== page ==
insipid: another word learned from learning Spanish... one day during lunch with my host family in Mexico, my host mom and I had a lengthy discussion about our sopa insipida (insipid soup), as she tried to figure out what should be added to the broth. As she was wont to do, she took the insipid theme and extrapolated it out to a lot of fun word play... oh, Rosa.

mangy: from Papa making fun of my brother's favorite stuffed animal, a fox puppet, which he constantly-- to my brother's displeasure-- referred to as a "mangy squirrel". Still makes me laugh. :D

menagerie: from Disney's Aladdin, the song "Prince Ali," when Aladdin comes parading into town to impress the sultan and win his beautiful daughter's hand (this song also taught me the words genuflect, hoards, coterie, amorous, and fakirs).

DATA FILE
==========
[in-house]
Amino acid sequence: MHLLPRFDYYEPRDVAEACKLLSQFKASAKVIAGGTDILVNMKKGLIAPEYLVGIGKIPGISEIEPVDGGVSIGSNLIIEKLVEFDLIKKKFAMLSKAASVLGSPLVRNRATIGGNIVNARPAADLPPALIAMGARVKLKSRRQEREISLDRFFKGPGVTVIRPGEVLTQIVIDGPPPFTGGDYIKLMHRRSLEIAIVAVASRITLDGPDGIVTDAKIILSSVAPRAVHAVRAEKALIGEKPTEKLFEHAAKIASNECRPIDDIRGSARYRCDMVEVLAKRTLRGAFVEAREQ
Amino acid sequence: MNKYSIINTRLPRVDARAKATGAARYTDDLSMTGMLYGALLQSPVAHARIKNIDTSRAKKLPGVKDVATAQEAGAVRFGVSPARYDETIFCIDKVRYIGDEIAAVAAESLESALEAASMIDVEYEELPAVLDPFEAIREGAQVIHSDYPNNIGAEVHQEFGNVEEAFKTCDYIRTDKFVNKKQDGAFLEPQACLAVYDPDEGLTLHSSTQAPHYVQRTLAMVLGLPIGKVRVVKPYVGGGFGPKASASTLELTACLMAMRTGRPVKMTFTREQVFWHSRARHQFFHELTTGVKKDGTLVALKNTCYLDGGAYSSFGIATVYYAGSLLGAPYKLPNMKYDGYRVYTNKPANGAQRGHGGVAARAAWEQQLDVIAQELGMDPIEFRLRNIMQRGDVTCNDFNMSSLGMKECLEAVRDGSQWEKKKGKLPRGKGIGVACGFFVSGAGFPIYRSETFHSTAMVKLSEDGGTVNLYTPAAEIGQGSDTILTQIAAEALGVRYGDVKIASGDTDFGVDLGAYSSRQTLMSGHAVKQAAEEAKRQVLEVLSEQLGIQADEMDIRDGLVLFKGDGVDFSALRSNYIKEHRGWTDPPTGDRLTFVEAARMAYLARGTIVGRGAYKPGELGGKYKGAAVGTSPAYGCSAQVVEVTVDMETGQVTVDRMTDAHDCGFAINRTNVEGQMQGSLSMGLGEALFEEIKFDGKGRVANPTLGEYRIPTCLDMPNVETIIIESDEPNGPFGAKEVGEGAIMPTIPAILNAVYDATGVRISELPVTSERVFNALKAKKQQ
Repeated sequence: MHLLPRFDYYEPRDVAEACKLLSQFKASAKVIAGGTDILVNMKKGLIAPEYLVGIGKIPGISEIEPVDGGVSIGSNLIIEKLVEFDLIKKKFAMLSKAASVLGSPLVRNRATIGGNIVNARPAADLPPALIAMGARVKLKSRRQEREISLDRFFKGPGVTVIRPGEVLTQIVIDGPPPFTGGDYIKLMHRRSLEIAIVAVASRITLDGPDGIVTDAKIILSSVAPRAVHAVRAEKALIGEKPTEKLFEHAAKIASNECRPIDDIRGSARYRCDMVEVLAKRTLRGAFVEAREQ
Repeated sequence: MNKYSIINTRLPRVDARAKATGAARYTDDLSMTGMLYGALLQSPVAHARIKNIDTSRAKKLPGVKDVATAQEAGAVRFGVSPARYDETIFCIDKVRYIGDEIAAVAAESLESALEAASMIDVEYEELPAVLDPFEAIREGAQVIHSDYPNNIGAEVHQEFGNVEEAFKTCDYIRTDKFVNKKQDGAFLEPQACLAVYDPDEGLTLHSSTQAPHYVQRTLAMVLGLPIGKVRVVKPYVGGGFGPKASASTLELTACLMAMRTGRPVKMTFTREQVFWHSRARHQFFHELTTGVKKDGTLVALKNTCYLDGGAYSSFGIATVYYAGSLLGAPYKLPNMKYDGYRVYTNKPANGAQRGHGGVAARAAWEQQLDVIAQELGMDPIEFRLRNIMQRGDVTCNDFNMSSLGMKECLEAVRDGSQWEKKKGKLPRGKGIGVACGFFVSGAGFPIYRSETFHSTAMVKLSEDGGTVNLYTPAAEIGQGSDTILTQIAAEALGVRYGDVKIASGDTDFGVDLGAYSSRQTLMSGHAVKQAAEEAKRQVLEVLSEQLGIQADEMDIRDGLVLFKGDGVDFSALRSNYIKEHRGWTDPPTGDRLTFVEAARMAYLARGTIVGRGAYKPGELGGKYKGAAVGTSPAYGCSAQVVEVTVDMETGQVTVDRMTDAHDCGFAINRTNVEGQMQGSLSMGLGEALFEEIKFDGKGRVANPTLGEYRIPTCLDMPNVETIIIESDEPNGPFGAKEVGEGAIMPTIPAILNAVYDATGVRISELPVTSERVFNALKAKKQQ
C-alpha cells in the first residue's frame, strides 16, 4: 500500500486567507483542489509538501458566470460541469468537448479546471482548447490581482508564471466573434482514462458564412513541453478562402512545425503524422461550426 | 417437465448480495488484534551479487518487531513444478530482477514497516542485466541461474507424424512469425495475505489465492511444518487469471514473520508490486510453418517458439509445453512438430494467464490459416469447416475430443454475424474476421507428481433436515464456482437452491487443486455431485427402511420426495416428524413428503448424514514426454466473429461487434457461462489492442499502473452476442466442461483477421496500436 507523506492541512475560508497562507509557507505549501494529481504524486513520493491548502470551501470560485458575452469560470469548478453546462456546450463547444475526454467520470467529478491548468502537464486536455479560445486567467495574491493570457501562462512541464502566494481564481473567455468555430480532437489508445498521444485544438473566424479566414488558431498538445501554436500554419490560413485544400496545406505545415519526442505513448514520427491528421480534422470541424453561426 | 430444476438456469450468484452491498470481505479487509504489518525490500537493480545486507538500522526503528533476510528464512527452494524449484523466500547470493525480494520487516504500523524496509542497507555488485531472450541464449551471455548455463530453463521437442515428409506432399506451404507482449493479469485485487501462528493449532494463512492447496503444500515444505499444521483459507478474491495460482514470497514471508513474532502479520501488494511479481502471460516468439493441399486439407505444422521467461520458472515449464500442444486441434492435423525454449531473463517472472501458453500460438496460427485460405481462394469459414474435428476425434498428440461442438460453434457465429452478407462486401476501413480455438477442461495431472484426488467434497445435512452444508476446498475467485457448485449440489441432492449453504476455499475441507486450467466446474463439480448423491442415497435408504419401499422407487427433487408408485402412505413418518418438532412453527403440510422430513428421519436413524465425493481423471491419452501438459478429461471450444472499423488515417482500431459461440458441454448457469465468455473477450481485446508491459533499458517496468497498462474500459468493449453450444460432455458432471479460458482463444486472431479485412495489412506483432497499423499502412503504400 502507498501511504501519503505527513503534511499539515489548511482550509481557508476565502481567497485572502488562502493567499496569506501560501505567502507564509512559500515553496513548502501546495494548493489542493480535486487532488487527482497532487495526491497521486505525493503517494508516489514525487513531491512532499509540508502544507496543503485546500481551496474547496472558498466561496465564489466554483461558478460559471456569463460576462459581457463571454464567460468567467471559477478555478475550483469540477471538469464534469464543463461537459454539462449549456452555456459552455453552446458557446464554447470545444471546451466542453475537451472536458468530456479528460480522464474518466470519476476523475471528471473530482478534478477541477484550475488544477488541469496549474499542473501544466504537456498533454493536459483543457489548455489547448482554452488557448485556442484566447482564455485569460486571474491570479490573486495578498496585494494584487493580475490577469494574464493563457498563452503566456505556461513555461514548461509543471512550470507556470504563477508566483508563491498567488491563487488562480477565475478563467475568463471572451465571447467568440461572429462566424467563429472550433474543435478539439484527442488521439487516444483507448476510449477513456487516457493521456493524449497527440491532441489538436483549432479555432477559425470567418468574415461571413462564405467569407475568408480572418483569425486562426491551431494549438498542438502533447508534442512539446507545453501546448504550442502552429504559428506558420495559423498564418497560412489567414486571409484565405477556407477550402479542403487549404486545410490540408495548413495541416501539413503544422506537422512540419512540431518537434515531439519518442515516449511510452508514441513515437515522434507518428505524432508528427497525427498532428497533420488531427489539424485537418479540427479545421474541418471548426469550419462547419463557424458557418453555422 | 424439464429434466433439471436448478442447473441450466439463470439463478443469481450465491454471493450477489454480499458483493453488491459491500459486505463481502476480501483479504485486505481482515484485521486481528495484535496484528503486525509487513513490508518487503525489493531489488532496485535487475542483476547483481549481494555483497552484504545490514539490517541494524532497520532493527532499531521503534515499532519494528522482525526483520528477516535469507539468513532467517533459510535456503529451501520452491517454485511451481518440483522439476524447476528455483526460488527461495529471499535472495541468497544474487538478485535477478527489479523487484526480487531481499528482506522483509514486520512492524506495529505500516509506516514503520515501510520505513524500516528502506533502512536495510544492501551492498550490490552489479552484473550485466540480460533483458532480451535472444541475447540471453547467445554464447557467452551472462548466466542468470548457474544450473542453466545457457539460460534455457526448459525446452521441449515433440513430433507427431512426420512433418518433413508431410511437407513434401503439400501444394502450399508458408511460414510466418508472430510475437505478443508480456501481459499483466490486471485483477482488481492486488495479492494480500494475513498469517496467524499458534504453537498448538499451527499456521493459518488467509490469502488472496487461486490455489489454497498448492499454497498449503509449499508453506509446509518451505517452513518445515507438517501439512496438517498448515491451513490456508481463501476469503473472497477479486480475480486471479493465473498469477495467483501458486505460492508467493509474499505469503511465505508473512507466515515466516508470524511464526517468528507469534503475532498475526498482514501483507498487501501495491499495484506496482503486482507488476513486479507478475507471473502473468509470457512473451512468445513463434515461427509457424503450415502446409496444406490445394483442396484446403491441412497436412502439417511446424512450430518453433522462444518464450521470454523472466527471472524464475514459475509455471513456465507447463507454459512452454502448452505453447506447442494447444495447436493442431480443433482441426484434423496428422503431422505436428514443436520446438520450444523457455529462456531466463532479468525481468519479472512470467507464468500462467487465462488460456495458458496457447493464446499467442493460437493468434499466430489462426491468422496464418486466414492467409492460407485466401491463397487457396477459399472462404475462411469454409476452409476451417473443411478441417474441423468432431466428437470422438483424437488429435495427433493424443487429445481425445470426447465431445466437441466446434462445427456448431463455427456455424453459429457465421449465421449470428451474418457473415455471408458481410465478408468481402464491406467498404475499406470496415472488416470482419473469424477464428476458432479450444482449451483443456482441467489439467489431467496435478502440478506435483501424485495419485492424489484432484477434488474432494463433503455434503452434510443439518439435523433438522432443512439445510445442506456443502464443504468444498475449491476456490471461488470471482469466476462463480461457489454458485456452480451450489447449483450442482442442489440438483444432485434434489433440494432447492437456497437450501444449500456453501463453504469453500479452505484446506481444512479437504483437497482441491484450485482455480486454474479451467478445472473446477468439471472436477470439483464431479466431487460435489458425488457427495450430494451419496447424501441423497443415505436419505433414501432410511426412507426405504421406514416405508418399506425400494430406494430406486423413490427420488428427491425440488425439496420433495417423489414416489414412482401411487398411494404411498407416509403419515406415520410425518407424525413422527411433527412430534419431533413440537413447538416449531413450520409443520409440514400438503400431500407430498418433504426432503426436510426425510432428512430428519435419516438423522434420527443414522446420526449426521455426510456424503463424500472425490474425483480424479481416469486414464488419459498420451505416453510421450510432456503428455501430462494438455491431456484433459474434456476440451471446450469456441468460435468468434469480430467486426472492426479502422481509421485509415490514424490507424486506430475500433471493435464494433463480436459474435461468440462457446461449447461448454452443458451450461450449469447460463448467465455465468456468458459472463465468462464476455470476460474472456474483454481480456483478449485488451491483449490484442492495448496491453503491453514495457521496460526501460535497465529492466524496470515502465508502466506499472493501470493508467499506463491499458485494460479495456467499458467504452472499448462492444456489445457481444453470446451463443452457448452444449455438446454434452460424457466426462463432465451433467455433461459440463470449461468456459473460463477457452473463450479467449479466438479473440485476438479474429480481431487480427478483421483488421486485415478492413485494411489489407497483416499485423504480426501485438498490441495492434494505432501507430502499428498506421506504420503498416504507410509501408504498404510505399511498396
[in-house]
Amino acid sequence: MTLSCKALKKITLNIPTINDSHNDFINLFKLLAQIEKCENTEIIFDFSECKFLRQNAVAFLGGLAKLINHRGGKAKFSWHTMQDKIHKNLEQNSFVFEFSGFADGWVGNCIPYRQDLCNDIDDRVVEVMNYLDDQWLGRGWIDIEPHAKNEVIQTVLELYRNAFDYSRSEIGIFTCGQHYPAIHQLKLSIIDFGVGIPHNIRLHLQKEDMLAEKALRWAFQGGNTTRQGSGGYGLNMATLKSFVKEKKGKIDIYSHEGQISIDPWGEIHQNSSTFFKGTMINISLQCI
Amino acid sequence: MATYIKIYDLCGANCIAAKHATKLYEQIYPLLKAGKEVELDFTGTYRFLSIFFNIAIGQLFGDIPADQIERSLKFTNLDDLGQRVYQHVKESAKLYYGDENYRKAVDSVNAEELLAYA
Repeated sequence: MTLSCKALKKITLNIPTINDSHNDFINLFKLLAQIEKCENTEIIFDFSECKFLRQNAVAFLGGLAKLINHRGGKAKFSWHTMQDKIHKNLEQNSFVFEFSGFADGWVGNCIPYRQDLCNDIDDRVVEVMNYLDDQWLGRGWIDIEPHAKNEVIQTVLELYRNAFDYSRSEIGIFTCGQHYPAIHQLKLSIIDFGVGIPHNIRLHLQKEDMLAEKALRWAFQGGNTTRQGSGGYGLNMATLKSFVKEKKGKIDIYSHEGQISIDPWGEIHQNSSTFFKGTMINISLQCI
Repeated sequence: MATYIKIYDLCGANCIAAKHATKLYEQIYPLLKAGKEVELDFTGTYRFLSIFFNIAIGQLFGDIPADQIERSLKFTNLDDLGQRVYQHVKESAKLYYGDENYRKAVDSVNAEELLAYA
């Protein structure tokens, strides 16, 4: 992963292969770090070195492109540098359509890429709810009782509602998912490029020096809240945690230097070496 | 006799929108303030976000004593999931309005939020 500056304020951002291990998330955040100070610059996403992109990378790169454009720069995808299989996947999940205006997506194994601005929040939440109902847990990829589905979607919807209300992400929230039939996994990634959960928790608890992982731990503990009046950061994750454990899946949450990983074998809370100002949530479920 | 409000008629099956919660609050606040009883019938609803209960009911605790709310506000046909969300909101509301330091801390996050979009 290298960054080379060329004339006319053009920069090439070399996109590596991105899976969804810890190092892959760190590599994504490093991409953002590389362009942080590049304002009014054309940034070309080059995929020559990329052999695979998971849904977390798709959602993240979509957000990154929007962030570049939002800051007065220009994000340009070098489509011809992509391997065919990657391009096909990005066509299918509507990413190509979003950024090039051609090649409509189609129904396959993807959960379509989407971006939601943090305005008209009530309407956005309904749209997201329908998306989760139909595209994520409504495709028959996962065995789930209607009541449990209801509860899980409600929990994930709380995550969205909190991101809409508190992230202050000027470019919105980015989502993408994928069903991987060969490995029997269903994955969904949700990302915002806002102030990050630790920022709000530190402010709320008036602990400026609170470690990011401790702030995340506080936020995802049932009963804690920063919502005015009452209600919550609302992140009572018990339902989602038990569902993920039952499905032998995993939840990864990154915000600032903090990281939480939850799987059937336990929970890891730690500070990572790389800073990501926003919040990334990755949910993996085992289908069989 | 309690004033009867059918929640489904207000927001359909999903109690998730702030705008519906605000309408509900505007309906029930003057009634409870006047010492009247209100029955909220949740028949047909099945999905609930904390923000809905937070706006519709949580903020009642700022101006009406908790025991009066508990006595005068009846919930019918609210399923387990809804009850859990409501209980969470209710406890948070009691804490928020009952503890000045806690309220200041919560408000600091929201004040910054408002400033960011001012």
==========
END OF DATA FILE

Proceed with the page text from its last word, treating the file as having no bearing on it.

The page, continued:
morbid: from reading Jurassic Park in 6th grade (my first Crichton novel... ahh).

pestilence: Mrs. Gautreaux's middle son had a brief obsession with this word-- saying it like 5 times in one day-- when my 8th grade Sunday school class was talking about the 10 plagues in Egypt.

predilection: solidified for me through my study of Spanish... predilecto is another word for "favorite" in that language.

pyromaniac: oddly, I learned this from our church's vicar in my 7th grade confirmation class in Crete... during a discussion of the 6th commandment. Figure THAT one out (okay, it comes from the name of a band called "Porno for Pyros" and he was trying to be hip in talking about the commandments with my reprobate classmates).

slovenly: I was a bit hurt, but undaunted, when I learned this word for the first time, since it was used about me. My grandma said it because I wasn't wearing nylons to the prom.